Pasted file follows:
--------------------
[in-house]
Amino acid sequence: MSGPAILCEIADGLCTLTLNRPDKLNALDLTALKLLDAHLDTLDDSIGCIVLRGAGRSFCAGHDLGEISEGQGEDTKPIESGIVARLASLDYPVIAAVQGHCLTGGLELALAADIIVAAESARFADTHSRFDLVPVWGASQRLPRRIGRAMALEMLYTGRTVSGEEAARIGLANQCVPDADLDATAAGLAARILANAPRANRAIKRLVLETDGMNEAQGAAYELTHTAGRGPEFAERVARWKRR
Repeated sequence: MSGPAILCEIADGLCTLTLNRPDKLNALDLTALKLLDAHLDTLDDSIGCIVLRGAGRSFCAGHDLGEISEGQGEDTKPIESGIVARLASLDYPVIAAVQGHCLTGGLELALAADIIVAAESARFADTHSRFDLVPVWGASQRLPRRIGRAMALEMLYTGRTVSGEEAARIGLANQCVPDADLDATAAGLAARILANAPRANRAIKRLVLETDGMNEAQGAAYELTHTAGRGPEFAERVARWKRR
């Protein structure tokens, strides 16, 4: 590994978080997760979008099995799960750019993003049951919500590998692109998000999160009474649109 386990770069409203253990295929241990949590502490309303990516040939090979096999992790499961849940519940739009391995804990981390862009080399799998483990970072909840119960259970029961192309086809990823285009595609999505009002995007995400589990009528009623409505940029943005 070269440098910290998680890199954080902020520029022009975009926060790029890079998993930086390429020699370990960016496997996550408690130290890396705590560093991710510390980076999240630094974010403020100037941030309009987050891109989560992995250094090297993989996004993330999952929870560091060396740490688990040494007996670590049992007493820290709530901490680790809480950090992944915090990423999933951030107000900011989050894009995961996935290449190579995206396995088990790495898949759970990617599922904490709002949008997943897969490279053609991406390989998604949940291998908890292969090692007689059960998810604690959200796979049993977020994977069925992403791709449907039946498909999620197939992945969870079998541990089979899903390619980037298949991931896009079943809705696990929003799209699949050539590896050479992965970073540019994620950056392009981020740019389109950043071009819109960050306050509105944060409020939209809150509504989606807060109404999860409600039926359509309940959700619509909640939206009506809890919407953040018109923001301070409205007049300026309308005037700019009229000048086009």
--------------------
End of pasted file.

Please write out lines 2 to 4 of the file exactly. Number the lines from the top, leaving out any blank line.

Amino acid sequence: MSGPAILCEIADGLCTLTLNRPDKLNALDLTALKLLDAHLDTLDDSIGCIVLRGAGRSFCAGHDLGEISEGQGEDTKPIESGIVARLASLDYPVIAAVQGHCLTGGLELALAADIIVAAESARFADTHSRFDLVPVWGASQRLPRRIGRAMALEMLYTGRTVSGEEAARIGLANQCVPDADLDATAAGLAARILANAPRANRAIKRLVLETDGMNEAQGAAYELTHTAGRGPEFAERVARWKRR
Repeated sequence: MSGPAILCEIADGLCTLTLNRPDKLNALDLTALKLLDAHLDTLDDSIGCIVLRGAGRSFCAGHDLGEISEGQGEDTKPIESGIVARLASLDYPVIAAVQGHCLTGGLELALAADIIVAAESARFADTHSRFDLVPVWGASQRLPRRIGRAMALEMLYTGRTVSGEEAARIGLANQCVPDADLDATAAGLAARILANAPRANRAIKRLVLETDGMNEAQGAAYELTHTAGRGPEFAERVARWKRR
């Protein structure tokens, strides 16, 4: 590994978080997760979008099995799960750019993003049951919500590998692109998000999160009474649109 386990770069409203253990295929241990949590502490309303990516040939090979096999992790499961849940519940739009391995804990981390862009080399799998483990970072909840119960259970029961192309086809990823285009595609999505009002995007995400589990009528009623409505940029943005 070269440098910290998680890199954080902020520029022009975009926060790029890079998993930086390429020699370990960016496997996550408690130290890396705590560093991710510390980076999240630094974010403020100037941030309009987050891109989560992995250094090297993989996004993330999952929870560091060396740490688990040494007996670590049992007493820290709530901490680790809480950090992944915090990423999933951030107000900011989050894009995961996935290449190579995206396995088990790495898949759970990617599922904490709002949008997943897969490279053609991406390989998604949940291998908890292969090692007689059960998810604690959200796979049993977020994977069925992403791709449907039946498909999620197939992945969870079998541990089979899903390619980037298949991931896009079943809705696990929003799209699949050539590896050479992965970073540019994620950056392009981020740019389109950043071009819109960050306050509105944060409020939209809150509504989606807060109404999860409600039926359509309940959700619509909640939206009506809890919407953040018109923001301070409205007049300026309308005037700019009229000048086009």